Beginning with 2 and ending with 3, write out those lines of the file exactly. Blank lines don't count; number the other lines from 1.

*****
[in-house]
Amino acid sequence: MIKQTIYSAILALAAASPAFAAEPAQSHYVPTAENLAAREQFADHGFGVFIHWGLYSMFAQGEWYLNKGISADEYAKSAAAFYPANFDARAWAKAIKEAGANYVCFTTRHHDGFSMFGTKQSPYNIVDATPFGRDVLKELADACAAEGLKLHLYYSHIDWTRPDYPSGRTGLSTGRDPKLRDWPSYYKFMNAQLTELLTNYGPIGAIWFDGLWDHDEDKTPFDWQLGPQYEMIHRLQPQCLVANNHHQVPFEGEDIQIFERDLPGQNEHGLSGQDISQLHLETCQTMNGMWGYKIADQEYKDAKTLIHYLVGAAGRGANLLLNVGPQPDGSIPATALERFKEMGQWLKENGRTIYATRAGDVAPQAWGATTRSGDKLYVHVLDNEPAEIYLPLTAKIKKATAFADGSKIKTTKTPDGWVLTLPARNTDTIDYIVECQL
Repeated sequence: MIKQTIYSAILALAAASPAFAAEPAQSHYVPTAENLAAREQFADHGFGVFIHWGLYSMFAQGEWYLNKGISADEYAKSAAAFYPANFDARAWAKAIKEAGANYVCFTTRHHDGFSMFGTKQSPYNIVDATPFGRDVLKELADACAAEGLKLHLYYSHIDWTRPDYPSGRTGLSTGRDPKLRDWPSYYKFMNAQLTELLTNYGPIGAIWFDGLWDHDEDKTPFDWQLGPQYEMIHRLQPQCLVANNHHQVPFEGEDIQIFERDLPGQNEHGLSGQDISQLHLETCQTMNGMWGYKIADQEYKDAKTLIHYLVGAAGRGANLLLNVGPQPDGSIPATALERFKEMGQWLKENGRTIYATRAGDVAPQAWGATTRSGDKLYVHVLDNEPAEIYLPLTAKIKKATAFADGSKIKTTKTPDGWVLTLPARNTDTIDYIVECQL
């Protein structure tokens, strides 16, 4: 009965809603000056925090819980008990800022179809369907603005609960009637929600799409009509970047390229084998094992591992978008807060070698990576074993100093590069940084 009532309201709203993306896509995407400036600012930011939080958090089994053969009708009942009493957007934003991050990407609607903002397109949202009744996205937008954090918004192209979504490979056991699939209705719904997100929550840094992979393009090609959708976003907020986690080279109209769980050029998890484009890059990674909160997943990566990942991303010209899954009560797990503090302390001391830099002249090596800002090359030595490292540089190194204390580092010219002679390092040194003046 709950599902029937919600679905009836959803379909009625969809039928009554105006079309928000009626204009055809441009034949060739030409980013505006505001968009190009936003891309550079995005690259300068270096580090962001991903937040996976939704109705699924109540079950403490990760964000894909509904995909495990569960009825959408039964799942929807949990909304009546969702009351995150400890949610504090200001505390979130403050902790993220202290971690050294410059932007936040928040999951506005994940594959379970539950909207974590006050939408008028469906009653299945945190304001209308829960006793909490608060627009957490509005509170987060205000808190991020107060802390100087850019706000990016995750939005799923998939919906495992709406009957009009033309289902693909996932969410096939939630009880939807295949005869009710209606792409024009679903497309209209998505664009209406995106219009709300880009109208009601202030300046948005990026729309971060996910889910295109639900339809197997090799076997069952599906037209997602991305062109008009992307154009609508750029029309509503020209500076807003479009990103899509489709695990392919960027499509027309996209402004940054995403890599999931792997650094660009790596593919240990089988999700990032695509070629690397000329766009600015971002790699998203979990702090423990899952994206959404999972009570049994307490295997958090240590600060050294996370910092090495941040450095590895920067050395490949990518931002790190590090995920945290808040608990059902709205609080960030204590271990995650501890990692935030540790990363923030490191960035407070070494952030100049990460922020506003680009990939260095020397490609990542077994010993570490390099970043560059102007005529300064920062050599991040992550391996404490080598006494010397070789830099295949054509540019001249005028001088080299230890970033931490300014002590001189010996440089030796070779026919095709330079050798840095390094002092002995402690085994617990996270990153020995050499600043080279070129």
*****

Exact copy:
Amino acid sequence: MIKQTIYSAILALAAASPAFAAEPAQSHYVPTAENLAAREQFADHGFGVFIHWGLYSMFAQGEWYLNKGISADEYAKSAAAFYPANFDARAWAKAIKEAGANYVCFTTRHHDGFSMFGTKQSPYNIVDATPFGRDVLKELADACAAEGLKLHLYYSHIDWTRPDYPSGRTGLSTGRDPKLRDWPSYYKFMNAQLTELLTNYGPIGAIWFDGLWDHDEDKTPFDWQLGPQYEMIHRLQPQCLVANNHHQVPFEGEDIQIFERDLPGQNEHGLSGQDISQLHLETCQTMNGMWGYKIADQEYKDAKTLIHYLVGAAGRGANLLLNVGPQPDGSIPATALERFKEMGQWLKENGRTIYATRAGDVAPQAWGATTRSGDKLYVHVLDNEPAEIYLPLTAKIKKATAFADGSKIKTTKTPDGWVLTLPARNTDTIDYIVECQL
Repeated sequence: MIKQTIYSAILALAAASPAFAAEPAQSHYVPTAENLAAREQFADHGFGVFIHWGLYSMFAQGEWYLNKGISADEYAKSAAAFYPANFDARAWAKAIKEAGANYVCFTTRHHDGFSMFGTKQSPYNIVDATPFGRDVLKELADACAAEGLKLHLYYSHIDWTRPDYPSGRTGLSTGRDPKLRDWPSYYKFMNAQLTELLTNYGPIGAIWFDGLWDHDEDKTPFDWQLGPQYEMIHRLQPQCLVANNHHQVPFEGEDIQIFERDLPGQNEHGLSGQDISQLHLETCQTMNGMWGYKIADQEYKDAKTLIHYLVGAAGRGANLLLNVGPQPDGSIPATALERFKEMGQWLKENGRTIYATRAGDVAPQAWGATTRSGDKLYVHVLDNEPAEIYLPLTAKIKKATAFADGSKIKTTKTPDGWVLTLPARNTDTIDYIVECQL